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Women call for networks of solidarity in their struggle against Turkish state violence

WOMEN will take to the streets across Turkey on Monday in a firm stand against “patriarchal state violence,” with jailed political leaders calling for international networks of solidarity to be built.

Former Peoples’ Democratic Party (HDP) co-chair Figen Yuksekdag sent her “heartfelt and passionate greetings and love” to all of those protesting against war, discrimination and violence.

Ms Yuksekdag, founder of the Socialist Party of the Oppressed (ESP), has been in jail since November 2016 and faces the rest of her life behind bars on trumped-up terrorism charges.

She is seen as a threat to the Turkish state because, as an ethnic Turk, she represents a bridge between the Turkish and Kurdish communities, whose unity is feared by President Recep Tayyip Erdogan.

“May all the hopes, resistances, rebellions, efforts and joys of the women of this world unite for a nicer, fairer and free life for all women and humanity — without violence and exploitation,” she said.

Her counterpart, former HDP MP Leyla Guven — who was jailed for 23 years and three months on similar charges last December — said that women across the world were “on the way to reclaiming the rights that have been taken away from us.”

“The liberation of women is the liberation of society,” the Kurdish politician said, reminding women that those on the streets today were the representatives of the women in prison, including those on hunger strike.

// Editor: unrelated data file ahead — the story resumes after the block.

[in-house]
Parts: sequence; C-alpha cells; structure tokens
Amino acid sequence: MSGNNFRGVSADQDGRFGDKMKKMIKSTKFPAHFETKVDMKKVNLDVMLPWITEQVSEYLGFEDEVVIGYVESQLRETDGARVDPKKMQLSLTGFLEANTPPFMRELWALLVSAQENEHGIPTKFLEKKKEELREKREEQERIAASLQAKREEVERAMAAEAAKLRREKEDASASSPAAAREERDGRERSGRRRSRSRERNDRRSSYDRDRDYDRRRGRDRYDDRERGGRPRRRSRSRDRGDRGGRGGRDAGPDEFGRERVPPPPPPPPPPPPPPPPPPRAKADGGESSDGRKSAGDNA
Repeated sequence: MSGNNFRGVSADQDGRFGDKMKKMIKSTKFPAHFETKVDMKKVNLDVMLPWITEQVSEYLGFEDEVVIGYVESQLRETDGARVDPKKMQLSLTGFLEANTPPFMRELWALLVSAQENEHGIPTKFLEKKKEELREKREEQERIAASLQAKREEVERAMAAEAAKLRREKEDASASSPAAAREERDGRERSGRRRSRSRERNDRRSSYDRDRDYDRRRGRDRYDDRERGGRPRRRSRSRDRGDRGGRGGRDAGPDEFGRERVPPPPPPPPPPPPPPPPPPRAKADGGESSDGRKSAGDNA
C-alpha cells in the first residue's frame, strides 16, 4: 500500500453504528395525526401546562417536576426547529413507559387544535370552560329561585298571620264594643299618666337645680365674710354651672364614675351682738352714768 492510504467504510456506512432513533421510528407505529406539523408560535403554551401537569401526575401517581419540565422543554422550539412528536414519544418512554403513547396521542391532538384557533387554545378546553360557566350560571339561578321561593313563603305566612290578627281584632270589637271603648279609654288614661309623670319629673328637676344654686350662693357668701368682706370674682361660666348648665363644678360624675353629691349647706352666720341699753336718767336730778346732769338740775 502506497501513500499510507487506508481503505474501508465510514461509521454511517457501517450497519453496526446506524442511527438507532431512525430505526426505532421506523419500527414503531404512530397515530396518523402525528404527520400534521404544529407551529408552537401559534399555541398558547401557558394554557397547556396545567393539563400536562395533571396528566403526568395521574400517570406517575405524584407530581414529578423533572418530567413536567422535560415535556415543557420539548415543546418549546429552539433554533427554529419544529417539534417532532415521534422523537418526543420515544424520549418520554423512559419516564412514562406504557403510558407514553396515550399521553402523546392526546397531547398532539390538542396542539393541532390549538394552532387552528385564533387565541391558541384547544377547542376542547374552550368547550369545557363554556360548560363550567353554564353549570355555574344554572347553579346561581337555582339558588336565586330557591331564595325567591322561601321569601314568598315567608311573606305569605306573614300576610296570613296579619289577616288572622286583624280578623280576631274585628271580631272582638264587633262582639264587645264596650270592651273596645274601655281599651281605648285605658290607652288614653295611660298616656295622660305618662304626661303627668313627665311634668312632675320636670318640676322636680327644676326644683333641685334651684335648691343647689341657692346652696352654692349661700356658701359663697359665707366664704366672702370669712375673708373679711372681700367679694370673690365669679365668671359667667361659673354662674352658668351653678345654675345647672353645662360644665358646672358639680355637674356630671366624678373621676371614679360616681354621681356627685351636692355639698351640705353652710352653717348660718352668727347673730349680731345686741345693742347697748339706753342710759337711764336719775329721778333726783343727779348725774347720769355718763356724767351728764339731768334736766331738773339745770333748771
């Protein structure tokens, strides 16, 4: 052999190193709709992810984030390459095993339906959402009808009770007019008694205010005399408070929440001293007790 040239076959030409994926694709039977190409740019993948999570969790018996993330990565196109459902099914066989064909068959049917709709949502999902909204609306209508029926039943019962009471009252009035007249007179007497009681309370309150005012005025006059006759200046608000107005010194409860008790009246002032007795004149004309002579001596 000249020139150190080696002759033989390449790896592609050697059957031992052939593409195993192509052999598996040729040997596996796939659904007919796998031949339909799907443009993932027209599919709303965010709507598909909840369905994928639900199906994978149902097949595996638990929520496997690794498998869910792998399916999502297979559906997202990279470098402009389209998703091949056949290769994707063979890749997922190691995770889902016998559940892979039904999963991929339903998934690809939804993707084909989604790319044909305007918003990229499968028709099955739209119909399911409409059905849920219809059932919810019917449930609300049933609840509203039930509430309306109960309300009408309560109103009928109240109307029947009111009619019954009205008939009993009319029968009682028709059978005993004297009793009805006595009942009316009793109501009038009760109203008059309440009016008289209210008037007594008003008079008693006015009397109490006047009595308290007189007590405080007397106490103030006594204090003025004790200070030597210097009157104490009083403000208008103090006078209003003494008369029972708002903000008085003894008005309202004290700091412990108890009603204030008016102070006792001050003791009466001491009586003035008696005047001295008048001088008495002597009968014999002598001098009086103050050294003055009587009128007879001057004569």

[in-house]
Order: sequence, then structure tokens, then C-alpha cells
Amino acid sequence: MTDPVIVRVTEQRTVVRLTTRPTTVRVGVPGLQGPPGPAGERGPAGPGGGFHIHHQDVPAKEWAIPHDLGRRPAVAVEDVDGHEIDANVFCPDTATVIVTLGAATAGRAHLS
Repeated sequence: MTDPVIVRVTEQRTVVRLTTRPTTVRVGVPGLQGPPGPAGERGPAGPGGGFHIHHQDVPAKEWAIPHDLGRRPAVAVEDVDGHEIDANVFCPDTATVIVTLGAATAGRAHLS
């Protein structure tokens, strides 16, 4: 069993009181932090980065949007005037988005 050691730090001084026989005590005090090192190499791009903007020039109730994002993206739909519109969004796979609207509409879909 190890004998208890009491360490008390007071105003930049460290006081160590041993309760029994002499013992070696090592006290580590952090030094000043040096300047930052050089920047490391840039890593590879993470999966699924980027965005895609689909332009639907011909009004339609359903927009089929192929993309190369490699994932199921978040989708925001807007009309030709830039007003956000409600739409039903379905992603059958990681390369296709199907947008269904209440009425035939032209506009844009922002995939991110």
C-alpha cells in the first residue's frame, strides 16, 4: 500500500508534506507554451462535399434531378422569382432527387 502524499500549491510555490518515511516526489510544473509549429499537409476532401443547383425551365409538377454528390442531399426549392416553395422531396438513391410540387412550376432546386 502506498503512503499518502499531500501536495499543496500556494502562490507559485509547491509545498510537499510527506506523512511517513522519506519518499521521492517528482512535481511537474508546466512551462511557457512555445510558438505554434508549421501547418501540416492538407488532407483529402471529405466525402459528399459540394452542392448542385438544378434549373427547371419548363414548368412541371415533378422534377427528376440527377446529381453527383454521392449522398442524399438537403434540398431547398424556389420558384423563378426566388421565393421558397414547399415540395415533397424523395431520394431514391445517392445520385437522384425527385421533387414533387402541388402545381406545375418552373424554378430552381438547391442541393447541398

Another former HDP MP and founder of the Rosa Women’s Association, Ayla Akat Ata said: “Our voices from prison will join yours in the streets,” adding that she will “dance with the women in Sican prison [in Ankara] for all those who join the rallies.”

The Rosa Women’s Organisation was one of the many targeted in state operations last year, with 83 women placed under investigation. 

Women in Turkey face serious oppression, amid warnings that, with a rise in femicide last year, the country is becoming “a slaughterhouse.”  

Protesters have opposed Turkey’s plans to withdraw from the Istanbul Convention, which obliges signatories to tackle gender-based crime, provide protection and services for women and ensure that perpetrators are prosecuted.

But those taking to the streets have been met with police violence and many have been detained. Women have called for their counterparts across the world to join them in networks of solidarity to unite the struggle.


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